We are still coming to terms with Meltdown and Spectre. While those exploits are still being patched on PC and mobile platforms, a new malware that has never been seen before has been discovered. This malware called 'Skygofree', currently found on the Android platform, has spying capabilities such as location-based audio recording and other features that have never before been seen in the wild.
Kaspersky Labs, which first discovered the spyware Skygofree, is calling it an offensive security product sold by an Italy-based IT company. It was named after one of the domains it used.
What are the damages it can cause?
According to Kaspersky Labs, the malware can track the location of a device which it is installed on and turn on the audio recording capabilities of the device when the owner is in a certain place. This lets attackers fine tune when they can listen in on their targets. If you are the head of a company which deals with critical information, carrying a Skygofree affected phone to office may not be the best of ideas.
The other feature that is unique is the ability of Skygofree to connect infected devices to Wi-Fi networks which are controlled by the hackers. This would help them with analysing the traffic on the victim's phone. Also, this works despite the owner of the device manually turning off Wi-Fi. What it essentially means is that if you are connected to this Wi-Fi network (controlled by the hackers), your usernames, passwords, card numbers and other sensitive information is in danger of being hacked.
The malware can even operate in standby mode. For instance, in the latest Android OS inactive apps or processes are stopped to save on battery life. Skygofree can easily bypass that by periodically sending system notifications. It can even make itself a 'favourite app' so that the Android OS does not stop its functioning.
Skygofree is also capable of monitoring messaging apps such as Facebook Messenger, Skype, Viber as well as WhatsApp. This can read WhatsApp messages through Accessibility Services.
It is also capable of performing that scary move of turning on the camera remotely, which clicks a photo of the user when the phone is being unlocked. There can be a hundred ways in which this aspect could be exploited by those with malicious intent.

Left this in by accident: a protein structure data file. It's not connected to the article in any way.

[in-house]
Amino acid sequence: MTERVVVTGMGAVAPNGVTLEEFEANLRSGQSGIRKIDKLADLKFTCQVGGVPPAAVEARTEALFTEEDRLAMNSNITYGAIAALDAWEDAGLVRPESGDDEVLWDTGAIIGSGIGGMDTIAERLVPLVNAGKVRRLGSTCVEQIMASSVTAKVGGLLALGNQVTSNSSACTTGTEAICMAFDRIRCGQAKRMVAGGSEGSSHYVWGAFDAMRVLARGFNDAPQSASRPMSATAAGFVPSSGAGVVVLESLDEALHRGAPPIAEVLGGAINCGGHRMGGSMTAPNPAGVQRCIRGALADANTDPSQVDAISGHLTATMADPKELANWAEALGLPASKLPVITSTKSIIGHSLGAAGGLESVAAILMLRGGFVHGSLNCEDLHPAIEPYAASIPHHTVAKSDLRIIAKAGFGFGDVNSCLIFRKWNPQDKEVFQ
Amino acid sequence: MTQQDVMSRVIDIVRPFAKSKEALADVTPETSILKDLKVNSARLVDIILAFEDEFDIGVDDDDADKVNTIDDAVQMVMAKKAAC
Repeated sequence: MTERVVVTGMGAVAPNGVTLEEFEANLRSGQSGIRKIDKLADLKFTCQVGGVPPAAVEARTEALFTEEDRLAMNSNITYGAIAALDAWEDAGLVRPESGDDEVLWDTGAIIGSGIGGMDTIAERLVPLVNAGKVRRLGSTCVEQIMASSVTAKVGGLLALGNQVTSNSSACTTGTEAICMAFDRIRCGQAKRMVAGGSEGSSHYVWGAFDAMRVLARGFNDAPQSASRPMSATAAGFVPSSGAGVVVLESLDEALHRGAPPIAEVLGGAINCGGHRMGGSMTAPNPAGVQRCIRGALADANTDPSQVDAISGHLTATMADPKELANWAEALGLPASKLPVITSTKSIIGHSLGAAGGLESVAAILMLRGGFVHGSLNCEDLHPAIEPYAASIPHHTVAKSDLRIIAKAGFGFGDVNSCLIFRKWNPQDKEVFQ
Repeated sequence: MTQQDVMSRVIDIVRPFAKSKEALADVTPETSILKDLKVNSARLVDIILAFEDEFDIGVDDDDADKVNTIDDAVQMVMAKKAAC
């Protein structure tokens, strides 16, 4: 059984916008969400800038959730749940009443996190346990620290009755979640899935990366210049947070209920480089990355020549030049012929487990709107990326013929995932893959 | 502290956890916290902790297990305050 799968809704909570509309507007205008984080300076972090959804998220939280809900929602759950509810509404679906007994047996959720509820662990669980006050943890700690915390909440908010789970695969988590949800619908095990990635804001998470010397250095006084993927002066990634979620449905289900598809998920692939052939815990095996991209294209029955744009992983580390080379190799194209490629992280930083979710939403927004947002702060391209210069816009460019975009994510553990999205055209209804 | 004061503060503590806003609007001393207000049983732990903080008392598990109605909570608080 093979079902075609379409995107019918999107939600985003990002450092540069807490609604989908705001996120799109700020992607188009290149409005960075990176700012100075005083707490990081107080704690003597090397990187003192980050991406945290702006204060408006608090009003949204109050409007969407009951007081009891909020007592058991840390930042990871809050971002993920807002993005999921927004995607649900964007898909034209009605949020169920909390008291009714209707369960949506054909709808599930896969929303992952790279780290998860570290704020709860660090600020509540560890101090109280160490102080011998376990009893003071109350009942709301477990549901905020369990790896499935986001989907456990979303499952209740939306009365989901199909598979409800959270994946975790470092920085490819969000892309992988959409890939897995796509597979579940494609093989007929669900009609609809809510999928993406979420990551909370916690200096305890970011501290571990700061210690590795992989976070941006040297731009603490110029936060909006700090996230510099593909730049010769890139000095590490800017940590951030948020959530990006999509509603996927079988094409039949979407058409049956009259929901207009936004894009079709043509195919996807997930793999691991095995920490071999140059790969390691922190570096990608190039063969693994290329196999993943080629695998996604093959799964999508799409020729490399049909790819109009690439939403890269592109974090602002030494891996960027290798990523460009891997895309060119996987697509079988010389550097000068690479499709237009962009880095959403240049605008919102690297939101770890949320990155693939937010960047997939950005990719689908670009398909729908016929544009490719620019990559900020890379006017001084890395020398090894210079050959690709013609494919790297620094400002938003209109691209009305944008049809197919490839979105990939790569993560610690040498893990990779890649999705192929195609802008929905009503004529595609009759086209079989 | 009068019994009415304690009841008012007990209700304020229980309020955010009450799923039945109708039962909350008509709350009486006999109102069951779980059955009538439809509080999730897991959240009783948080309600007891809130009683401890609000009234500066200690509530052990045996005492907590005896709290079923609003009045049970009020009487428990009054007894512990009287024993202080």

All this is in addition to features such as intercepting calls and SMSes, calendar entries and other user-related data. There are around 48 such commands according to ArsTechnica.
How long has it been operational?
"We discovered Skygofree recently, in late 2017, but our analysis shows the attackers have been using it — and constantly enhancing it — since 2014. Over the past three years, it has grown from a rather simple piece of malware into full-fledged, multifunctional spyware," said the Kaspersky blog.
How is it distributed? Is my phone affected by it?
According to Kaspersky Labs, the Skygofree malware has been distributed through fake mobile operator websites, where the Skygofree malware appears as an update with the promise of improving mobile speed. If you are tempted by the promise of faster mobile internet and download that update, then it starts installing on your phone and downloading different variety of payloads to carry out spying operations on your device.
The attacks seem to be limited to Italy at the moment. There wasn't any mention of India in the Kaspersky blog, so it is safe to assume it has affected any Indian users.
Tips to prevent accidental installation of Skygofree
Kaspersky Labs has provided some tips in order to prevent the downloading of Skygofree. One of the main tip is to install apps only from trusted sources, and disable side-loading of apps. There are many fake apps on the Android app store, which will try to sound similar to legit apps. Always look for the app publisher, the app ratings, spellings of the apps and other factors if you are not sure of the app. A small number of downloads on an app and very few ratings should immediately raise flags. If possible, also install some Android security suite on your phones and keep scanning your phone for malwares at regular intervals.
Updated Date: Jan 18, 2018 17:48 PM